Does Sam Altman know what he’s creating? Or why he just got fired?

Does Sam Altman know what he’s creating? Or why he just got fired?

Ross Andersen wrote in July:

On a Monday morning in April, Sam Altman sat inside OpenAI’s San Francisco headquarters, telling me about a dangerous artificial intelligence that his company had built but would never release. His employees, he later said, often lose sleep worrying about the AIs they might one day release without fully appreciating their dangers. With his heel perched on the edge of his swivel chair, he looked relaxed. The powerful AI that his company had released in November had captured the world’s imagination like nothing in tech’s recent history. There was grousing in some quarters about the things ChatGPT could not yet do well, and in others about the future it may portend, but Altman wasn’t sweating it; this was, for him, a moment of triumph.

In small doses, Altman’s large blue eyes emit a beam of earnest intellectual attention, and he seems to understand that, in large doses, their intensity might unsettle. In this case, he was willing to chance it: He wanted me to know that whatever AI’s ultimate risks turn out to be, he has zero regrets about letting ChatGPT loose into the world. To the contrary, he believes it was a great public service.

“We could have gone off and just built this in our building here for five more years,” he said, “and we would have had something jaw-dropping.” But the public wouldn’t have been able to prepare for the shock waves that followed, an outcome that he finds “deeply unpleasant to imagine.” Altman believes that people need time to reckon with the idea that we may soon share Earth with a powerful new intelligence, before it remakes everything from work to human relationships. ChatGPT was a way of serving notice.

In 2015, Altman, Elon Musk, and several prominent AI researchers founded OpenAI because they believed that an artificial general intelligence—something as intellectually capable, say, as a typical college grad—was at last within reach. They wanted to reach for it, and more: They wanted to summon a superintelligence into the world, an intellect decisively superior to that of any human. And whereas a big tech company might recklessly rush to get there first, for its own ends, they wanted to do it safely, “to benefit humanity as a whole.” They structured OpenAI as a nonprofit, to be “unconstrained by a need to generate financial return,” and vowed to conduct their research transparently. There would be no retreat to a top-secret lab in the New Mexico desert.

For years, the public didn’t hear much about OpenAI. When Altman became CEO in 2019, reportedly after a power struggle with Musk, it was barely a story. OpenAI published papers, including one that same year about a new AI. That got the full attention of the Silicon Valley tech community, but the technology’s potential was not apparent to the general public until last year, when people began to play with ChatGPT. [Continue reading…]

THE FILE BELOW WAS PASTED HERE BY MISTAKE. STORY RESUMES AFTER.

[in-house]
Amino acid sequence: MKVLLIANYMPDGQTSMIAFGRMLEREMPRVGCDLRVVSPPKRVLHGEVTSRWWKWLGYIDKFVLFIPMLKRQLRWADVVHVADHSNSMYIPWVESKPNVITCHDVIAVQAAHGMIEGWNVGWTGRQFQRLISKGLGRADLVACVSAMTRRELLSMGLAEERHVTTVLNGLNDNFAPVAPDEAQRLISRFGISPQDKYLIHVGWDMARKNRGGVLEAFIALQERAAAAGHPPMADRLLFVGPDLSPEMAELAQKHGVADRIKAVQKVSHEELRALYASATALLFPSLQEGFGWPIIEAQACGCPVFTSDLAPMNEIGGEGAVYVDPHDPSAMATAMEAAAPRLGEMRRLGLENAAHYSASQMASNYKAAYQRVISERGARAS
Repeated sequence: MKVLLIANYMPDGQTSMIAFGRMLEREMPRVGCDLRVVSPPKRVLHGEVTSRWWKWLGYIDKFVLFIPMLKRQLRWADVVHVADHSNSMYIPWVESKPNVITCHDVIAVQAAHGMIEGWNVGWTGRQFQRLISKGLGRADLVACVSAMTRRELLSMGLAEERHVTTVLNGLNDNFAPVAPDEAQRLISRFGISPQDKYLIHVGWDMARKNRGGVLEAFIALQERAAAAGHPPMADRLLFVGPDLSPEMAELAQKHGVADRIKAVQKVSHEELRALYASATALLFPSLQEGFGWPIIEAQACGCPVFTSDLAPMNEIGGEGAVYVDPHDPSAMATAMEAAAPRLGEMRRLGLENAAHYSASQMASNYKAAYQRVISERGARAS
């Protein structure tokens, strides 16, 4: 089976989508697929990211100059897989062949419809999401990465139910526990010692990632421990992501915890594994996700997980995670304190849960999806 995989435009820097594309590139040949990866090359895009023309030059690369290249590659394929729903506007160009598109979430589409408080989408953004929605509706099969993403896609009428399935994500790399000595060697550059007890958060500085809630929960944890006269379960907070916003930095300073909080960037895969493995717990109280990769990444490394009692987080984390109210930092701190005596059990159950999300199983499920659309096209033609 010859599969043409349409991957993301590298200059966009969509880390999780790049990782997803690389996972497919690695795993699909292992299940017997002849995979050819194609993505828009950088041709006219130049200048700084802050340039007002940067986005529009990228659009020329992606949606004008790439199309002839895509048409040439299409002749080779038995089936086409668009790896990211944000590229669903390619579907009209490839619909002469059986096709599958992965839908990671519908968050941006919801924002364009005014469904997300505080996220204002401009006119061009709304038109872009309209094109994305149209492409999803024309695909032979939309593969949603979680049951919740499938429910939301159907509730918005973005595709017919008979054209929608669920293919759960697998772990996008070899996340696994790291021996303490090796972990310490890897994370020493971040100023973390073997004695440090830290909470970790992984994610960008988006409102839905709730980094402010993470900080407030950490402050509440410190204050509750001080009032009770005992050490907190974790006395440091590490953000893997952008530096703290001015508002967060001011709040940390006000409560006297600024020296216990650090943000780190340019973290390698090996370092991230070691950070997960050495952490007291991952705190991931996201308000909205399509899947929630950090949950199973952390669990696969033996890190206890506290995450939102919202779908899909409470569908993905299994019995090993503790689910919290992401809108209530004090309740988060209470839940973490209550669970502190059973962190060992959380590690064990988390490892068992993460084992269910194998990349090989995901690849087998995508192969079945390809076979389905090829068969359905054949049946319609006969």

Ross Andersen now writes:

Earlier this year, I asked Sam Altman whether decisions made by OpenAI’s leaders might one day lead to unemployment among the masses. “Jobs are definitely going to go away, full stop,” he told me. He couldn’t have known then that his would be among the first. In a blog post released this afternoon, OpenAI—the artificial-intelligence juggernaut for which Altman was the CEO—announced that he would be leaving, effective immediately, because, according to the statement, “he was not consistently candid in his communications with the board.”

The statement did not specify the nature of Altman’s alleged misrepresentations, but they must have concerned serious matters to merit such a dramatic and public rebuke. Altman did not reply to multiple texts seeking comment, but in a post on X (formerly Twitter), he said that he’d loved his time at OpenAI, and that it was transformative for him “personally, and hopefully for the world a little bit.”

The suddenness of this announcement, and the Icarus-like fall it represents for Altman, is difficult to overstate. In 2015, Altman convened a now-famous dinner at the Rosewood Sand Hill, in Menlo Park, California, with Elon Musk and a small group of others, at which they agreed to found OpenAI. Various tech luminaries committed $1 billion to the company, including Musk, who agreed to co-chair its board with Altman. Their partnership lasted only until 2018, when Musk made a play to become the company’s CEO, as reported by Semafor. Altman led the resistance and, a year later, assumed the CEO title for himself. [Continue reading…]

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